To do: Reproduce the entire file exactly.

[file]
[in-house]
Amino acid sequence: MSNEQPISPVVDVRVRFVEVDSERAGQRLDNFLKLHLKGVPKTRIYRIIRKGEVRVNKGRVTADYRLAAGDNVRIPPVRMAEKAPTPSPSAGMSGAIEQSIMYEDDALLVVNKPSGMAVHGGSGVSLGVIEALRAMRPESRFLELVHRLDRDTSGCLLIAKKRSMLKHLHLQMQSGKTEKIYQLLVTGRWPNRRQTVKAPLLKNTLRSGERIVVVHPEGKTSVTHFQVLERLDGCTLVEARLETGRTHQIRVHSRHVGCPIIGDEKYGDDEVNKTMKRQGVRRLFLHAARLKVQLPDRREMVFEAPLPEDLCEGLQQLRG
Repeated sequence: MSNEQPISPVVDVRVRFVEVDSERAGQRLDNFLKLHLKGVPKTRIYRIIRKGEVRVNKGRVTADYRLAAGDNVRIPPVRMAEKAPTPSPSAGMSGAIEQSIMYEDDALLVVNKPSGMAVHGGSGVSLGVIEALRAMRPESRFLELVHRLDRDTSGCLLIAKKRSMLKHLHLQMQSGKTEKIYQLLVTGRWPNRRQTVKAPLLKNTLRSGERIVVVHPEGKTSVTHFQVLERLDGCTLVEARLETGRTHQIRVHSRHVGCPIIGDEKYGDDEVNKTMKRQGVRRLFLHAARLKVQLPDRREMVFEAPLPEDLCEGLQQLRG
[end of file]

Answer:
[in-house]
Amino acid sequence: MSNEQPISPVVDVRVRFVEVDSERAGQRLDNFLKLHLKGVPKTRIYRIIRKGEVRVNKGRVTADYRLAAGDNVRIPPVRMAEKAPTPSPSAGMSGAIEQSIMYEDDALLVVNKPSGMAVHGGSGVSLGVIEALRAMRPESRFLELVHRLDRDTSGCLLIAKKRSMLKHLHLQMQSGKTEKIYQLLVTGRWPNRRQTVKAPLLKNTLRSGERIVVVHPEGKTSVTHFQVLERLDGCTLVEARLETGRTHQIRVHSRHVGCPIIGDEKYGDDEVNKTMKRQGVRRLFLHAARLKVQLPDRREMVFEAPLPEDLCEGLQQLRG
Repeated sequence: MSNEQPISPVVDVRVRFVEVDSERAGQRLDNFLKLHLKGVPKTRIYRIIRKGEVRVNKGRVTADYRLAAGDNVRIPPVRMAEKAPTPSPSAGMSGAIEQSIMYEDDALLVVNKPSGMAVHGGSGVSLGVIEALRAMRPESRFLELVHRLDRDTSGCLLIAKKRSMLKHLHLQMQSGKTEKIYQLLVTGRWPNRRQTVKAPLLKNTLRSGERIVVVHPEGKTSVTHFQVLERLDGCTLVEARLETGRTHQIRVHSRHVGCPIIGDEKYGDDEVNKTMKRQGVRRLFLHAARLKVQLPDRREMVFEAPLPEDLCEGLQQLRG